LONDON, AUG. 8 -- Britain today became the first foreign power to announce that it would join the United States in sending military forces to defend Saudi Arabia and other Arab states in the Persian Gulf against a possible invasion by Iraq.
Several other West European nations offered logistical support for the American-led initiative. Spain, Italy and West Germany said they would allow their naval and air bases to be used to help facilitate the transport of American troops and equipment to the region.
One key part of the U.S. strategy of creating a multinational force has been to persuade Arab and other Islamic nations to join in.
Although officials in Washington said Egypt and Morocco were potential members, both countries denied any agreement to participate. Egyptian President Hosni Mubarak has called for a pan-Arab force rather than promising that Egyptian forces will aid the U.S. effort.
The U.S. officials said that Pakistan, however, had made a commitment in principle to make available 5,000 troops to the multinational force.
France is expected to announce its next move on Thursday, but well-informed French officials said an active French role was not contemplated at this stage. They emphasized that the tough economic sanctions approved by the United Nations should be given a chance to compel an Iraqi withdrawal from Kuwait before the West takes the dangerous course of choosing the military option.
Britain's decision provides the United States with at least some multinational backing for an effort to contain Iraq that is overwhelmingly American.
British officials here said they expect that more European countries will commit themselves to help after NATO foreign ministers meet in Brussels on Friday to discuss the Iraq-Kuwait crisis. The Netherlands announced it was considering a role in the multinational effort.
Foreign Secretary Douglas Hurd announced Britain's decision after a three-hour emergency ministerial meeting that included an hour-long phone call between Prime Minister Margaret Thatcher and Saudi King Fahd, during which Fahd made a formal request for British military intervention.
Echoing President Bush's statements, officials here insisted that British forces would be deployed for the defense of Saudi Arabia and its Gulf neighbors, not for offensive action against Iraqi forces in Kuwait. Although they said the specific forces to be deployed had yet to be determined, Hurd and Defense Secretary Tom King told reporters that Britain's most likely contribution would be air and naval defenses rather than ground troops.
Thatcher and Bush discussed joint military action when they met in Washington Monday, officials said here, adding that the British decision to move ahead before other European governments decide on sending forces to the region was designed to demonstrate Thatcher's total support for Bush's tough stance against Iraqi leader Saddam Hussein.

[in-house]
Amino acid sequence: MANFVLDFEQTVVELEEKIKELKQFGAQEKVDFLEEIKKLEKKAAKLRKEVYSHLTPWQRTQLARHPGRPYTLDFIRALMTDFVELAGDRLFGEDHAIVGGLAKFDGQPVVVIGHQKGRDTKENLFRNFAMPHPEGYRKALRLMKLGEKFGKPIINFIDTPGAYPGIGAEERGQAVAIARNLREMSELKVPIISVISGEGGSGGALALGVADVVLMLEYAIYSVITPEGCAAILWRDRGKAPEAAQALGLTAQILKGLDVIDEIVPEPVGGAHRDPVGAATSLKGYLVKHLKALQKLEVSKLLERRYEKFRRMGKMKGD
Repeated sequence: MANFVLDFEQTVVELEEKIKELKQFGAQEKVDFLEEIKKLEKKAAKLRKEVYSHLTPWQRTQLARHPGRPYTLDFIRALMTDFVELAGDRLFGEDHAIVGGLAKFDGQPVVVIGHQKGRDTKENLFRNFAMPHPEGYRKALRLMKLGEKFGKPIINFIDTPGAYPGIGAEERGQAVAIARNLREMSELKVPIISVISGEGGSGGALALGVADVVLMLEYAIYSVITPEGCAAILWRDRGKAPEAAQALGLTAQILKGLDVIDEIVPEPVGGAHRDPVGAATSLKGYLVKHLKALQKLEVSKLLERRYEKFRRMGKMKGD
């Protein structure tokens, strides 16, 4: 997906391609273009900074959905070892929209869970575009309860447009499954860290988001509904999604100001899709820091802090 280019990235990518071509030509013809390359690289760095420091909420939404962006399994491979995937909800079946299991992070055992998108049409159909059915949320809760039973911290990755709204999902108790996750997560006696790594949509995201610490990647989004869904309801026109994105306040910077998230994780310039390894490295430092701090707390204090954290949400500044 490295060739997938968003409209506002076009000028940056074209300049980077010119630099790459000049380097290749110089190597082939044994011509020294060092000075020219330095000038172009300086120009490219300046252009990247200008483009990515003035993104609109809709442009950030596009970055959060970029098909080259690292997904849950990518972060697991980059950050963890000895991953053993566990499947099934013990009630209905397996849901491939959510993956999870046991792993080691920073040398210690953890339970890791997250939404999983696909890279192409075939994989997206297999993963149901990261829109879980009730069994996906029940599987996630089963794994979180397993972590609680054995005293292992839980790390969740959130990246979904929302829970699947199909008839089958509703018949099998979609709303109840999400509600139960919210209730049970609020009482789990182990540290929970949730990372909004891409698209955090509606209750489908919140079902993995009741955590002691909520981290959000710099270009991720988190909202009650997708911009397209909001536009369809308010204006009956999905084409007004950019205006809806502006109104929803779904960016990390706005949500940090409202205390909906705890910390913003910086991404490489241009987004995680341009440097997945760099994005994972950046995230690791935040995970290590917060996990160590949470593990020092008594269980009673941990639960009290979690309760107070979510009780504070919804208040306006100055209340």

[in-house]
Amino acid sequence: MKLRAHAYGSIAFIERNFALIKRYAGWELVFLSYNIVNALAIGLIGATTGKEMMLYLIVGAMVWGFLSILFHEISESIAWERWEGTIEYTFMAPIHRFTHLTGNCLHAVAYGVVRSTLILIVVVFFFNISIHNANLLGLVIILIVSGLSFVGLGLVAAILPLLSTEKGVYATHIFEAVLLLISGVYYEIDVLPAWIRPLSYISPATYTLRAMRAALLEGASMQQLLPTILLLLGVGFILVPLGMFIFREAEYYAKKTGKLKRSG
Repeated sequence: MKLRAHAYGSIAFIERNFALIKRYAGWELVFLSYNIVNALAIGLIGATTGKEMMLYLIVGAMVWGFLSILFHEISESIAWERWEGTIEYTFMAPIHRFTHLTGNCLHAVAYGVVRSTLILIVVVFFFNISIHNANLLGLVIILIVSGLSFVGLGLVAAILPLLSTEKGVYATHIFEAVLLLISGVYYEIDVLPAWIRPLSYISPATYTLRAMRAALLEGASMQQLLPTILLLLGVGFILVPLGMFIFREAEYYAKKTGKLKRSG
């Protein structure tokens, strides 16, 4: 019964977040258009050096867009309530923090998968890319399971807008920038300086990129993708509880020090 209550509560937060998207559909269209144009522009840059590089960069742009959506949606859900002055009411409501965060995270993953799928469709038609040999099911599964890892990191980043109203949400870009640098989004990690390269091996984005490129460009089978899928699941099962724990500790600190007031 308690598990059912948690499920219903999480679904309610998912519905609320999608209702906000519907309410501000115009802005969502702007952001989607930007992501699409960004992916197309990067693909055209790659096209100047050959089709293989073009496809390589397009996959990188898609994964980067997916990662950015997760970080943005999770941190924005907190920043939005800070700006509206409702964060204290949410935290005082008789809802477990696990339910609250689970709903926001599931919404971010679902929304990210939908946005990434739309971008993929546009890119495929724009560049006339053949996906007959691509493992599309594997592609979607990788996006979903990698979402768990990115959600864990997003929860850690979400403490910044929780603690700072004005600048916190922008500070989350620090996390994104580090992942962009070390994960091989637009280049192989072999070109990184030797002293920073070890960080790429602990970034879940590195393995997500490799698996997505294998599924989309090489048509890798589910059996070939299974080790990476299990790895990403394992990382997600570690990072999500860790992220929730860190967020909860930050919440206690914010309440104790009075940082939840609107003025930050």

Britain is the major supplier of aircraft and training to the air forces of Saudi Arabia, Bahrain, Oman and the United Arab Emirates, and analysts said British forces could readily be integrated with those smaller air corps. They said control of the air would be the crucial element in stopping an Iraqi move into Saudi Arabia or in eventually driving back Iraqi forces from occupied Kuwait.
The British maintain a squadron of 12 Tornado F-3 fighter jets at the Royal Air Force's Akrotiri Air Base in Cyprus, where a second squadron is due to arrive over the next few days for routine summer training exercises. Defense sources said one or both of those units could be deployed in the gulf.
Each British-made fighter is equipped with four Skyflash medium-range air-to-air missiles, four Sidewinder short-range missiles and a 27mm Mauser cannon. Other types of aircraft, including Tornado bombers, fighter planes or maritime patrol aircraft, could be sent as well.
Defense Secretary King said the planes would be supported by air defense systems, specifically Rapier anti-aircraft missile batteries. Each battery comes equipped with 13 missiles and can be transported by cargo plane or lifted by large helicopter. There were also unconfirmed reports tonight that Britain might send its Fifth Airborne Brigade to help defend the planes in case of an Iraqi ground attack.
It was unclear whether Britain planned to further strengthen its naval forces in the gulf. HMS York, a destroyer, is currently on patrol with a support ship, and two frigates, Jupiter and Battleaxe, are moving into the area to join them.
The effort to create a multinational force to rein in Saddam followed tough economic sanctions adopted by the U.N. Security Council Monday. One of the few nations that refused to enforce the embargo today was South Korea. South Korean companies have more than $1 billion in current and pending projects in Iraq and Kuwait, with about 1,200 South Koreans working in the two countries.
Correspondent William Drozdiak in Paris contributed to this report.